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Epidemiologists monitor an outbreak of different diseases in various population settings. This way, they can assist other medical practitioners in the management of such cases. However, when there is an outbreak, nurses and physicians directly interact with patients affected by a disease. Since most cases are localized in specific areas, they have an immediate effect on the population in direct contact with the affected people. As a result, nurses have to be present in this locality to manage the disease, while epidemiologists conduct research in different locations. A good example is the case of Ebola in Zaire and Congo, where nurses from all over the world converged on the two areas to help in the management of the outbreak. The paper aims to analyze the article on the Ebola disease outbreak, where nurses and other medical practitioners play important roles providing nursing care and assisting in the formulation of protection and promotional strategies aimed at reducing the transmission of diseases.
Summary of the Article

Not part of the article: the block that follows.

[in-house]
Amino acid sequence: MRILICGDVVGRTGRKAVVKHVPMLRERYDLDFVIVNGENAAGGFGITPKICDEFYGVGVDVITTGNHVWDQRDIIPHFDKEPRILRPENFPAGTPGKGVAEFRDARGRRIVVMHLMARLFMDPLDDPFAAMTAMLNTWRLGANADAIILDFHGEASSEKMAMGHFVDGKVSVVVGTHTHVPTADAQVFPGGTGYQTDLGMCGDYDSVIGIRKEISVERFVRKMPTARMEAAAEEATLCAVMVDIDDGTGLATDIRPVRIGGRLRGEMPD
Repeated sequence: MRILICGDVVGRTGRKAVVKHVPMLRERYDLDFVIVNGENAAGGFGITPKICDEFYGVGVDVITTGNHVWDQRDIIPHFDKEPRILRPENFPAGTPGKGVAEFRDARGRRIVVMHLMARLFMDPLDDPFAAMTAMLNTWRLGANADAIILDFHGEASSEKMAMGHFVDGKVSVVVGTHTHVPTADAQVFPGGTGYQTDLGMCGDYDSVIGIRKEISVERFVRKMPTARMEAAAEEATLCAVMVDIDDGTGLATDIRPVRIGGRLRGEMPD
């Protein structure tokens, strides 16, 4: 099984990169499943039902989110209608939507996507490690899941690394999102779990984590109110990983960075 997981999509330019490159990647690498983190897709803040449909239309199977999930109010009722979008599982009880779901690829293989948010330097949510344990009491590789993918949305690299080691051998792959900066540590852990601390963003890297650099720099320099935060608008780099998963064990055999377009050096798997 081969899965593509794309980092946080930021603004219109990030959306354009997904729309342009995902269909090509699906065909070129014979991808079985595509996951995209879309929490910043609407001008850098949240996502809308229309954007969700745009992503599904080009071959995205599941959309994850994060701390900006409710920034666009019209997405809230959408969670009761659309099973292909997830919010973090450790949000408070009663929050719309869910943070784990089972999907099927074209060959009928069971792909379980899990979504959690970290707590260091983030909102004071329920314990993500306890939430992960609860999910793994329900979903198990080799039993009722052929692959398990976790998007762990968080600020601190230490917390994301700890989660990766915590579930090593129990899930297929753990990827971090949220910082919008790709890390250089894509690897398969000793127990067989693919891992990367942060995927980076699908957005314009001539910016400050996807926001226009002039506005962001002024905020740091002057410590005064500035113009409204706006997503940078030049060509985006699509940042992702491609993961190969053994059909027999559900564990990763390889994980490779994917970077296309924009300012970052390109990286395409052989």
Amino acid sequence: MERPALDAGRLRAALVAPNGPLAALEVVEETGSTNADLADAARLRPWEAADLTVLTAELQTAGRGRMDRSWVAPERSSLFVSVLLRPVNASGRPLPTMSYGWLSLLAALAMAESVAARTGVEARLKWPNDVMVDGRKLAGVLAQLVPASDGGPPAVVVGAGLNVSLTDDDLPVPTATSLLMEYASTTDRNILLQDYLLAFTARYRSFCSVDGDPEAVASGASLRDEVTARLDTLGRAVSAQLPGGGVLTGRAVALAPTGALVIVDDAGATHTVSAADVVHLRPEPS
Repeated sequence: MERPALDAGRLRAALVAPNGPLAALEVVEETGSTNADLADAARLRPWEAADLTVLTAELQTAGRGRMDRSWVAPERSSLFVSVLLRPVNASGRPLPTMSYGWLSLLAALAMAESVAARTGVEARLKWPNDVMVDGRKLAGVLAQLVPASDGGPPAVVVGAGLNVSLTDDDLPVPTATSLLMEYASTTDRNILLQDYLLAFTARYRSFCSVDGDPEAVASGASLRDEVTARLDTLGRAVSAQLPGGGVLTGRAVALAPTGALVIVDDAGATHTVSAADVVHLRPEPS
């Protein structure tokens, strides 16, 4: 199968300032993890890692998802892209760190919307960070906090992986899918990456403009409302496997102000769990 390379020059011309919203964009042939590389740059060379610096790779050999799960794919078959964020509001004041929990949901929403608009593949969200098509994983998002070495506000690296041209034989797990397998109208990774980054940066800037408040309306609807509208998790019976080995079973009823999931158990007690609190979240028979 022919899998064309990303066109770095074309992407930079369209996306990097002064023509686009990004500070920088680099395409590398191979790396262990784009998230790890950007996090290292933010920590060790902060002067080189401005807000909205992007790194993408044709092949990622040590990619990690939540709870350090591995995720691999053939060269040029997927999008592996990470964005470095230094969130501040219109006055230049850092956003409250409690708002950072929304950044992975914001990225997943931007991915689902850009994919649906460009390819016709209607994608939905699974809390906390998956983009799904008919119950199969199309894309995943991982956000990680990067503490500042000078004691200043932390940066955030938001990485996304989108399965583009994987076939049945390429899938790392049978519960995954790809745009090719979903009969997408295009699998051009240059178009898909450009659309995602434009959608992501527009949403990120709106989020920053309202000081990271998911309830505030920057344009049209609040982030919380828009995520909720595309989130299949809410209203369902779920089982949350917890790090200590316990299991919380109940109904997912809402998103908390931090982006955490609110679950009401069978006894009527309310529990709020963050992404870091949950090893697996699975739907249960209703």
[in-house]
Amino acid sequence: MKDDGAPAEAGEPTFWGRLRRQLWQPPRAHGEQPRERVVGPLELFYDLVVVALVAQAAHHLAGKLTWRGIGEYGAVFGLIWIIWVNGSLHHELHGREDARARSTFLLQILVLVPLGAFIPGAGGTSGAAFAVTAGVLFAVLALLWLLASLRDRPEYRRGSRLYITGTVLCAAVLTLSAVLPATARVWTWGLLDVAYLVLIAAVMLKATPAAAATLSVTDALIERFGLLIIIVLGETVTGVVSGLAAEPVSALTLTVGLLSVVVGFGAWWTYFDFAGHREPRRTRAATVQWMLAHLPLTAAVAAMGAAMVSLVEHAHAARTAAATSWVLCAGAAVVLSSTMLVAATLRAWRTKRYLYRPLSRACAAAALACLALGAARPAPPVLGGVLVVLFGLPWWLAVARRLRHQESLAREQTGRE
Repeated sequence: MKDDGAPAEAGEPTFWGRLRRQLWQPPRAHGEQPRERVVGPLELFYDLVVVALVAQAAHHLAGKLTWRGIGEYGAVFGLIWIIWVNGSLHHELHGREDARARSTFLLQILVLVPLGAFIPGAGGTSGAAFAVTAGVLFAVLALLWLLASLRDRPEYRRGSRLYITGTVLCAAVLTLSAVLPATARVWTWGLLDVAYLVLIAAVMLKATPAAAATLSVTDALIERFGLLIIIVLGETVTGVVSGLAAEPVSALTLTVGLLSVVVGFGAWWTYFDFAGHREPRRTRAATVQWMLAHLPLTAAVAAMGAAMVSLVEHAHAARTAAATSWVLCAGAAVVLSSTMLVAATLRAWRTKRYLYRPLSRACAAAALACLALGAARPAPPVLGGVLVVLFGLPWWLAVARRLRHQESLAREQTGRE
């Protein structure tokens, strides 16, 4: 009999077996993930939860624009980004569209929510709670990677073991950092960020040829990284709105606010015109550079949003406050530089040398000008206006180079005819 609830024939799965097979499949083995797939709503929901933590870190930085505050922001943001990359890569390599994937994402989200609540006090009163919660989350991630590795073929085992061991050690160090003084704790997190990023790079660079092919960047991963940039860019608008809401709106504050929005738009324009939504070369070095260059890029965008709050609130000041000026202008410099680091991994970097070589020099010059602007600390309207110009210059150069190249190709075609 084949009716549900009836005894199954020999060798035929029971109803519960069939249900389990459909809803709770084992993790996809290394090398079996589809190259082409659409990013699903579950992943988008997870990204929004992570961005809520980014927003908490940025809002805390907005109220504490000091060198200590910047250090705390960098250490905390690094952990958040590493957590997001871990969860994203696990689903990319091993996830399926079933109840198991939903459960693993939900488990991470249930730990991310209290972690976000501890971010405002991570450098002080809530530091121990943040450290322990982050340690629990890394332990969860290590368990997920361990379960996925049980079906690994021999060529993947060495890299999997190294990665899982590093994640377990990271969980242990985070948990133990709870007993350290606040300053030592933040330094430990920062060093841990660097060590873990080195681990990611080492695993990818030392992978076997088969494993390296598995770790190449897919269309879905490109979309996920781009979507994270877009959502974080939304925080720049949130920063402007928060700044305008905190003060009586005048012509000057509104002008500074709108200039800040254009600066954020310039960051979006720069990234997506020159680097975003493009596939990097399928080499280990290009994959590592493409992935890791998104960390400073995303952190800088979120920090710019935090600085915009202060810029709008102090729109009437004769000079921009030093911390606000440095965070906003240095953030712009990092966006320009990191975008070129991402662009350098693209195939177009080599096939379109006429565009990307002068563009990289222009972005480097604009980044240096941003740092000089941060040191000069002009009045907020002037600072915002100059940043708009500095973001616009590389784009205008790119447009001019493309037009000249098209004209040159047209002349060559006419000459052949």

In the article “A Review of Epidemiological Parameters from Ebola Outbreaks to Inform Early Public Health Decision-Making” by Van Kerkhove, Bento, Mills, Ferguson, and Donnelly (2015), the authors provide a review of epidemiological parameters related to Ebola, the latest communicable disease in Africa that claimed more than 10,884 lives out of 26,277 cases in West Africa last year. The piece provides an all-inclusive summary of epidemiological information used to understand the Ebola disease. The causal agent of Ebola is a virus from the Filoviridae family. Everybody is susceptible to the disease provided they come into contact with it. Investigated parameters include data from previous outbreaks, incubation period, delayed distribution, case fatality rates, as well as the basic reproduction and adequate distribution number. Van Kerkhove et al. (2015) describe Ebola as a zoonotic virus first discovered in the Congo forest in 1976 before re-emerging in other areas in the 1990s. Such type of a disease is a contagious one spread from animals to humans and vice versa enhancing the complexity of health conditions. There are different strains of the Ebola virus with varying pathogenicity. Therefore, the epidemiological triangle is influenced by several factors, including the strain of the virus and the method of transmission. The latter involves environmental conditions related to Ebola. The fruit bat is the primary carrier of the virus. Nonetheless, the authors note that several other vectors, including such primates as the Chimpanzees, cynomolgus monkeys, and gorillas, play an important role in the transmission cycle. Van Kerkhove et al. (2015) indicate that it is difficult to trace the source of a disease outbreak in humans, though the primary method of the transmission of the virus is through exposure to bodily fluids of an infected individual. Other common transmission methods include sharing contaminated needles, insufficient care among health workers treating the disease among patients, and family care. What Van Kerkhove et al. (2015) aim to show is how the transmission analytics listed above provides information on how the disease condition can be monitored.